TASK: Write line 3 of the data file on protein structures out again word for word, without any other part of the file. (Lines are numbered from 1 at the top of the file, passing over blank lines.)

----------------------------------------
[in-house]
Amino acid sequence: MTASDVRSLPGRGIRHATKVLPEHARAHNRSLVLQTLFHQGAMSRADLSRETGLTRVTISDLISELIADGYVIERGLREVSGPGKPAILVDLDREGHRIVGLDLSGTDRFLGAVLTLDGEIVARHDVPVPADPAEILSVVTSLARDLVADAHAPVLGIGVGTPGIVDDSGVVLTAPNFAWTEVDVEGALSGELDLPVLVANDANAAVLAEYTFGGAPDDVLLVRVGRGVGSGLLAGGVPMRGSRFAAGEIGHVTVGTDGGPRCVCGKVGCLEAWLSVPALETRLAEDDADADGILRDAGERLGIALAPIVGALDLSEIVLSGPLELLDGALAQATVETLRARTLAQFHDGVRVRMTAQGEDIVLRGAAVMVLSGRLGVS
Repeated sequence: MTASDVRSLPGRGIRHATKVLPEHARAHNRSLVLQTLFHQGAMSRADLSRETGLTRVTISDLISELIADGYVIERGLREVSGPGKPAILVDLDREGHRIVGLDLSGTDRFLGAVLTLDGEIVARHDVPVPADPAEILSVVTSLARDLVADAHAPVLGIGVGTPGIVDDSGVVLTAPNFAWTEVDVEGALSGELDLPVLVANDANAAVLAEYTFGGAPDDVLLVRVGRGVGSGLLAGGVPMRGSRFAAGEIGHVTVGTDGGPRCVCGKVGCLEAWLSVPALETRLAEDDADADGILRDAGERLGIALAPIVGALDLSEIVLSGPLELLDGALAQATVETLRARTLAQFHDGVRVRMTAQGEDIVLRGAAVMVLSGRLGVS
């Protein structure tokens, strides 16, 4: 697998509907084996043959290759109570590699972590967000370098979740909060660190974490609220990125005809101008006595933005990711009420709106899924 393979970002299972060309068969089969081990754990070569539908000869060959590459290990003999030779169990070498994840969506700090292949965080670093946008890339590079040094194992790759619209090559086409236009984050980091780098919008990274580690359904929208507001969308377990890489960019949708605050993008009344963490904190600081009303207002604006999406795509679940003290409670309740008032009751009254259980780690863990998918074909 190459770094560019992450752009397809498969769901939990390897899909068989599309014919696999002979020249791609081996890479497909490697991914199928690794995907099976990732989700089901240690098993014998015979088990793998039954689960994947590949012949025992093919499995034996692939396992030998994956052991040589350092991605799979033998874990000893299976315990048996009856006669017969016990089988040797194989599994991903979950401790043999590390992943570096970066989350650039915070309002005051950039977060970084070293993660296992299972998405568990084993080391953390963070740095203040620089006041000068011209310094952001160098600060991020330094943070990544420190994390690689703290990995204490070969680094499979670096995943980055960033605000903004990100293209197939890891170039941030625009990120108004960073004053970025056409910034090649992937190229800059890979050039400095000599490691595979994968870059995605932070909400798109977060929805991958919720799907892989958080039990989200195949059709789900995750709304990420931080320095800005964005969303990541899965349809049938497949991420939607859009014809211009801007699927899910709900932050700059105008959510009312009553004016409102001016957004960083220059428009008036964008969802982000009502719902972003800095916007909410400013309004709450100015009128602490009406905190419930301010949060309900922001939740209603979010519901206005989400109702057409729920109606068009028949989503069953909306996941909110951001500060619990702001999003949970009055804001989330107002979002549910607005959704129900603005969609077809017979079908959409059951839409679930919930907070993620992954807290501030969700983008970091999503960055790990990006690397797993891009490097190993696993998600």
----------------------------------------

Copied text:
Repeated sequence: MTASDVRSLPGRGIRHATKVLPEHARAHNRSLVLQTLFHQGAMSRADLSRETGLTRVTISDLISELIADGYVIERGLREVSGPGKPAILVDLDREGHRIVGLDLSGTDRFLGAVLTLDGEIVARHDVPVPADPAEILSVVTSLARDLVADAHAPVLGIGVGTPGIVDDSGVVLTAPNFAWTEVDVEGALSGELDLPVLVANDANAAVLAEYTFGGAPDDVLLVRVGRGVGSGLLAGGVPMRGSRFAAGEIGHVTVGTDGGPRCVCGKVGCLEAWLSVPALETRLAEDDADADGILRDAGERLGIALAPIVGALDLSEIVLSGPLELLDGALAQATVETLRARTLAQFHDGVRVRMTAQGEDIVLRGAAVMVLSGRLGVS